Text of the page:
Brand Stories: How Walmart’s Evolving Design and Low Prices Took Over the World

Very early in his career, before he ever opened the first Walmart, Sam Walton developed a marketing philosophy around discount pricing that would eventually let him become one of the richest men in American history: “By cutting your price you can boost your sales to a point where you can earn far more at a cheaper retail price than you would have by selling the item at a higher price. In retailer language, you can lower your mark – up but earn more because of increased volume.”

For example, by accepting a much slimmer margin on a jar of pickles then their competitors, Walmart is able to sell more pickles – resulting in more profits in the long run. This strategy persisted throughout Sam Walton’s many successful business ventures, including the original Walton’s 5 and Dime locations across small American towns. This was another part of his early brand strategy – Walton understood that residents of small towns with populations of less than 5,000 people would make for an especially strong target market. When he proposed to his backers that he wanted to dramatically cut back margins even further, they couldn’t get on board with the vision and declined to get involved. Walton struck out on his own, officially launching Walmart (then “Wal-Mart”) in Rogers, Arkansas in 1962.

When the company initially launched, it did not even have a true consistent logo. For the first two years of operations, the font and style was chosen at the discretion of the printer any time the company’s name appeared in writing. The first official logo was chosen in 1964, a “frontier font” style that gave the brand a folksy and Western look. The company would hold onto this style for nearly twenty years, even as it quickly expanded and outgrew its humble roots. Within the first seven years alone, Sam and Bud Walton would come to employ 900 associates across four states and produce $30.8 million in sales. 

The company completely overhauled their logo in 1981, finally modernizing the brand and bringing it much closer to the look that shoppers are familiar with today. Two years later, in 1983, the company launched Sam’s Club in Oklahoma. By selling in bulk via a new club channel, Walmart Inc. could offer shoppers even lower prices per unit than in their Walmart stores. 1983 also saw the introduction of “greeters” at Walmart entrances, something that would become an integral part of the in-store brand experience.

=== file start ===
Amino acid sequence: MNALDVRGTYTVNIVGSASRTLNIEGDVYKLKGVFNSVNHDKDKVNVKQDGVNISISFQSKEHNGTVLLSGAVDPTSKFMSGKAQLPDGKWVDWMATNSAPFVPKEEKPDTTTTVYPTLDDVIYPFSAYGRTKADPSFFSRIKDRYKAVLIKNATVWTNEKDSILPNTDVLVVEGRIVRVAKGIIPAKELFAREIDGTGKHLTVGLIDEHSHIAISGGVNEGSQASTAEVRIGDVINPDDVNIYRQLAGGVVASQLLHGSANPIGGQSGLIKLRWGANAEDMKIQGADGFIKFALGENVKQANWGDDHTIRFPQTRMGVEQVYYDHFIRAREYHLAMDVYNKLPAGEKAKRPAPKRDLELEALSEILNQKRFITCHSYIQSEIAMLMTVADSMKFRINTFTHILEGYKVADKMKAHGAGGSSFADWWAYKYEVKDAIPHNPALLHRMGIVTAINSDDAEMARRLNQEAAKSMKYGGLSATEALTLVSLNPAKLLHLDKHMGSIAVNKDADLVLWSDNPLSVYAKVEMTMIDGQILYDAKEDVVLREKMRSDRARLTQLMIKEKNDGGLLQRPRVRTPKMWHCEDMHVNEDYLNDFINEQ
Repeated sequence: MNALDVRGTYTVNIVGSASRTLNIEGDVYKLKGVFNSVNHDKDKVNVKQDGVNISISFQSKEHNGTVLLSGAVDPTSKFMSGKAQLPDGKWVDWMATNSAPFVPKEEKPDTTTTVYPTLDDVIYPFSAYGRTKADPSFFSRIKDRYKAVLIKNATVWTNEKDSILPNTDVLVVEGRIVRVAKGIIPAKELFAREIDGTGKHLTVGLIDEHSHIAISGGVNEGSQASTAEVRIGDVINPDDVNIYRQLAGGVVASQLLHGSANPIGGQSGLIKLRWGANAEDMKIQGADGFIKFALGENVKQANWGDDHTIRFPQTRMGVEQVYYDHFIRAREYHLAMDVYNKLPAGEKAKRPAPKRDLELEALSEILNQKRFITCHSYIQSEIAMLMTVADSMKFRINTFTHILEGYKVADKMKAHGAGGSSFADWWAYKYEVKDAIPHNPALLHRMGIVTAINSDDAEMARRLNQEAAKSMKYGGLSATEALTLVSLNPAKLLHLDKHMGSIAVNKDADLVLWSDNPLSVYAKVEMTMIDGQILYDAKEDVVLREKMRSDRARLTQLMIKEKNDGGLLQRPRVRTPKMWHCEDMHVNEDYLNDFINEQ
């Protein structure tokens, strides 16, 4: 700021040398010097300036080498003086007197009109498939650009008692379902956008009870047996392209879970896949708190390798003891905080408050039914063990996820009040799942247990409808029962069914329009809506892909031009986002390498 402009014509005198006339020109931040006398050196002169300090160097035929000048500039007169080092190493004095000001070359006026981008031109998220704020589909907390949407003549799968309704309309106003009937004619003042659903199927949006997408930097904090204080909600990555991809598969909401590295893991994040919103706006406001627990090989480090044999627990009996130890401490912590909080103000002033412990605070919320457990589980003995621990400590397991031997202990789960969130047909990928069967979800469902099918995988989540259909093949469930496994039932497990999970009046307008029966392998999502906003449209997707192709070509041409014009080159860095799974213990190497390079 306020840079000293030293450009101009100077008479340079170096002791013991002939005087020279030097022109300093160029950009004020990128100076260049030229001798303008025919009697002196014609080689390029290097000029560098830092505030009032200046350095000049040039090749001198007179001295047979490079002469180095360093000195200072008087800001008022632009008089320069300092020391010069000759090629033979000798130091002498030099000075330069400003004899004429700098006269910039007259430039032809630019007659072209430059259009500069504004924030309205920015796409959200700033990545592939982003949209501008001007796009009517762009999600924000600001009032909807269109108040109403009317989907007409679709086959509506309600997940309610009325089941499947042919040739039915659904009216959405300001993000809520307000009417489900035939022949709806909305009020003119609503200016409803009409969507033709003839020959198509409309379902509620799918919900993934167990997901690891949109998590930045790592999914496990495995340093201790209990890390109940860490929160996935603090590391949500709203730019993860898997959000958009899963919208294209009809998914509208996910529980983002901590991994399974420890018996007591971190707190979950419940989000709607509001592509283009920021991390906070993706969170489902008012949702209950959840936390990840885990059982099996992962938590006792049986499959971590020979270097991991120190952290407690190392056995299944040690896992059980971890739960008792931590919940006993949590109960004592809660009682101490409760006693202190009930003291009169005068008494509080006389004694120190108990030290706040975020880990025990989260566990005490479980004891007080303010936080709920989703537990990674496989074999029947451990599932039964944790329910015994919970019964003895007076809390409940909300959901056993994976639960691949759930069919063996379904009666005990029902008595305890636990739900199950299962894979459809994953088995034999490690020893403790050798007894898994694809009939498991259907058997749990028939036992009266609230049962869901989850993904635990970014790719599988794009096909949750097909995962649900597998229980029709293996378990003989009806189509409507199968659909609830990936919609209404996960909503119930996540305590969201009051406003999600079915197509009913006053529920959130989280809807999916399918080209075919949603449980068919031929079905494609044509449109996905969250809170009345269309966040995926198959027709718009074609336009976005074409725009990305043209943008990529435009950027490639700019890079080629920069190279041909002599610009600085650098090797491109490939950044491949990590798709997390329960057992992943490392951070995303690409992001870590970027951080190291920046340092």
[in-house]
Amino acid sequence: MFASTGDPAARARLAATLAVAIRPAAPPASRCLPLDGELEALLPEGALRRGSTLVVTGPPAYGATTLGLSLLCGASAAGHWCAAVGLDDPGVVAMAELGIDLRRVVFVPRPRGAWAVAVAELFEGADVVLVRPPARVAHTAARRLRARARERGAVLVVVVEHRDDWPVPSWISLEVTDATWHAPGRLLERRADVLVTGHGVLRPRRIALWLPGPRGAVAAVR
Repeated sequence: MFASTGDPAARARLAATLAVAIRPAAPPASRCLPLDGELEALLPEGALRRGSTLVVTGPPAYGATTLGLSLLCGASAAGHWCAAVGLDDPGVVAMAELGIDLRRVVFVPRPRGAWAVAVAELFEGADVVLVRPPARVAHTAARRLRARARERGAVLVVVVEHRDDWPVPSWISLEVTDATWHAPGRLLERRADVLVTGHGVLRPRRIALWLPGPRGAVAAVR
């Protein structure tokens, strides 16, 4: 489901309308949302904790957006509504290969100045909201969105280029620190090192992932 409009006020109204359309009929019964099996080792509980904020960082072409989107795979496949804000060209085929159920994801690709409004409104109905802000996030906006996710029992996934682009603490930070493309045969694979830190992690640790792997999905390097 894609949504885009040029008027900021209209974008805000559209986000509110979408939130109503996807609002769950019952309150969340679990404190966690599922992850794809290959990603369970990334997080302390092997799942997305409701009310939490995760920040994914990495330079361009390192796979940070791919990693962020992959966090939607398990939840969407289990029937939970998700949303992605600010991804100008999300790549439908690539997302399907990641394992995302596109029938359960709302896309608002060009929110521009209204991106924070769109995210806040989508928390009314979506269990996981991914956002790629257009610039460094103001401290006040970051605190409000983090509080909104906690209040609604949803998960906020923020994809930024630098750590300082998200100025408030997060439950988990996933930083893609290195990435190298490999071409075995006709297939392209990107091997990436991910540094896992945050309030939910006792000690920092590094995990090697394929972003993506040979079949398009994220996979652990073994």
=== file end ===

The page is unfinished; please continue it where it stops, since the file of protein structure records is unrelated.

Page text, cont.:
The 80s were a vital era for Walmart’s nationwide expansion; by the end of the decade, there were locations in almost half the country. 1988 saw the launch of one of the company’s more ambitious projects – the Supercenter. These stores offer a range of grocery items in addition to Walmart’s selection of household goods, creating one of the first true national “one-stop shops”. By 1989, Walmart Inc. owned over 1,500 stores across Walmarts, Walmart Supercenters, and Sam’s Clubs. The organization employed 275,000 people, with annual sales reaching almost $26 billion.

In 1992, over a decade after the last logo redesign, Walmart replaced the hyphen in its name with a star. According to Su Matthews, senior partner at Lippincott (one of Walmart’s top agency partners), the addition of the star had to do with the new way that Walmart was considering their brand. In the past, Walmart’s ability to help consumers save money was seen as a technical benefit, and the old logo reflected this cold and utilitarian point of view. By putting a star in the center of the logo, Walmart was signaling a shift in the way that they talked about their relationship to consumers. Saving money was now an emotional benefit as well as a practical one, and a patriotic star let them express this in a subtle way.

Walmart and Sam’s Club both launched online stores in 1996. This was three years before competitor Kmart’s major push into digital, and two years before Sears’ launched a web version of their Wishbook. This early foresight paid off, with now one of the strongest players in ecommerce. Many of the company’s former competitors eventually died off, unprepared and unable to compete in the new digital marketplace.

In 2002, Walmart became the first service company to take the top spot on the Fortune 500 list. They still hold that place today, even ahead of their rival Amazon, which sits at #2.

The logo that we all know today was first introduced back in 2008. With the company firmly established as an international powerhouse, they realized that they needed to bring in a brand symbol that was more ownable and iconic than a “generic” star. Lippincott developed the spark symbol, and each spoke now represents a specific core tenet of Walmart’s mission: exceeding and satisfying customer needs; respect for the individual; integrity; the associates on the front lines; service to customers, associates, and greater community; and, finally, the company’s commitment to excellence. Unlike the star, the spark was a symbol that can be recognized on its own, even when the name “Walmart” isn’t present.

Throughout Walmart’s entire history, there have been elements of their brand strategy that proved to be far ahead of their time. They pioneered the kind of large-scale, low-margin business model that many leading retailers have come to depend on today, and their early foray into the Internet has helped them stay on top in the digital age. Even though they have only had a few logo evolutions in the brand’s lifetime, each logo has also reflected the position and strategy of the company in that era. From its early days as a discount Western chain to its modern status as one of the largest employers in the world, innovative thinking and a consumer-first philosophy have propelled the company into massive success.

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